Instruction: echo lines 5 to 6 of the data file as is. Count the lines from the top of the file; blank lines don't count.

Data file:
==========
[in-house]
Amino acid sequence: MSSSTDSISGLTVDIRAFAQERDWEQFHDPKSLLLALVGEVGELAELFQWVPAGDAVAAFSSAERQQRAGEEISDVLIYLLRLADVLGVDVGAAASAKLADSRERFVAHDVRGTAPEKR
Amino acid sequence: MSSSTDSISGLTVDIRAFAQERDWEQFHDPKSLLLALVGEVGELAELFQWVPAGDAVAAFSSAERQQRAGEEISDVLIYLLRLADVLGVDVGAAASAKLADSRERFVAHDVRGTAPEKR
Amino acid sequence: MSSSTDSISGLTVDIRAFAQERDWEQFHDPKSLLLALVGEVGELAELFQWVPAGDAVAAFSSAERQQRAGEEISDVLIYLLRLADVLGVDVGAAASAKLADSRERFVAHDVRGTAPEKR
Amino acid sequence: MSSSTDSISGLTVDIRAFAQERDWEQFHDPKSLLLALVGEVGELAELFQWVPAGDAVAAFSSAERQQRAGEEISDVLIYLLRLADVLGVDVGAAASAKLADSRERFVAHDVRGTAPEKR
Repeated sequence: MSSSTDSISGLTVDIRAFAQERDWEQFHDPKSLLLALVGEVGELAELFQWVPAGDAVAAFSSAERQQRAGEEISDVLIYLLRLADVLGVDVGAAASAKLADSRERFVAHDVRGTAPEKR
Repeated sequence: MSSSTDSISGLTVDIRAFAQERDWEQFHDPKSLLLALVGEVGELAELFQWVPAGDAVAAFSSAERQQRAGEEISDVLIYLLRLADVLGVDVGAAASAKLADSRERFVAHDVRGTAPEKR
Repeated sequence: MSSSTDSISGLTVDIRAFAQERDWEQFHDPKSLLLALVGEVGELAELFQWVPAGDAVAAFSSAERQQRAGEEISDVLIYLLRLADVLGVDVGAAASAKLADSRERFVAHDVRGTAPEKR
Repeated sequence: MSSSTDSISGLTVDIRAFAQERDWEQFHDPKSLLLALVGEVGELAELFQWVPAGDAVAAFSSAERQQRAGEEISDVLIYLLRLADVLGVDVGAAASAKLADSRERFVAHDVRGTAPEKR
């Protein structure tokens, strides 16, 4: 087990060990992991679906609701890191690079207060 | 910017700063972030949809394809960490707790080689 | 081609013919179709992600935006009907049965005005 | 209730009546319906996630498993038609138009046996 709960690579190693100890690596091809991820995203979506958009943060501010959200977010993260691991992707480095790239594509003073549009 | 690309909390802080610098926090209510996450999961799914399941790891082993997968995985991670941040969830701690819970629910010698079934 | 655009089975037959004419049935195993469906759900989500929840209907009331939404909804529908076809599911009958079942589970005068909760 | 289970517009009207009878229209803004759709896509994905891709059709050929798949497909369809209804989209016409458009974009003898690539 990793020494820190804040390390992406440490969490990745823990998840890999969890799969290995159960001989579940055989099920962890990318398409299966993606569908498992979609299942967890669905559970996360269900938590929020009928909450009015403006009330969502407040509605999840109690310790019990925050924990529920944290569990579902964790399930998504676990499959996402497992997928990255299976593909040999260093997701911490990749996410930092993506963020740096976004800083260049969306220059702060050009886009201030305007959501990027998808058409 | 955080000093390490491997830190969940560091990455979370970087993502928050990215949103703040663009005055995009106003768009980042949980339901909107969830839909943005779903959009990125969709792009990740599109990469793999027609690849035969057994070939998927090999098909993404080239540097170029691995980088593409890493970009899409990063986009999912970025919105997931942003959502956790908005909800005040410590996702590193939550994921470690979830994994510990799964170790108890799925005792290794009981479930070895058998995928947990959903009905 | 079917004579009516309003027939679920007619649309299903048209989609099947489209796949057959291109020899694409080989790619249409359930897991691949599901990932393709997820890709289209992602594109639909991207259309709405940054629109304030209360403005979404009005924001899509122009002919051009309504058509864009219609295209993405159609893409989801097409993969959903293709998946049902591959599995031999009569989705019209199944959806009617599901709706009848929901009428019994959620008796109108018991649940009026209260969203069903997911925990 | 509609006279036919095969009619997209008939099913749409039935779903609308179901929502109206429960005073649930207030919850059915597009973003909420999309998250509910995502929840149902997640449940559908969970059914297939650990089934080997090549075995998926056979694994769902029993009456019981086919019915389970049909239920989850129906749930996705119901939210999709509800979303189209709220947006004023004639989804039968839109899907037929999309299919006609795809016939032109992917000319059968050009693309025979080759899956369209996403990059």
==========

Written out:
Amino acid sequence: MSSSTDSISGLTVDIRAFAQERDWEQFHDPKSLLLALVGEVGELAELFQWVPAGDAVAAFSSAERQQRAGEEISDVLIYLLRLADVLGVDVGAAASAKLADSRERFVAHDVRGTAPEKR
Repeated sequence: MSSSTDSISGLTVDIRAFAQERDWEQFHDPKSLLLALVGEVGELAELFQWVPAGDAVAAFSSAERQQRAGEEISDVLIYLLRLADVLGVDVGAAASAKLADSRERFVAHDVRGTAPEKR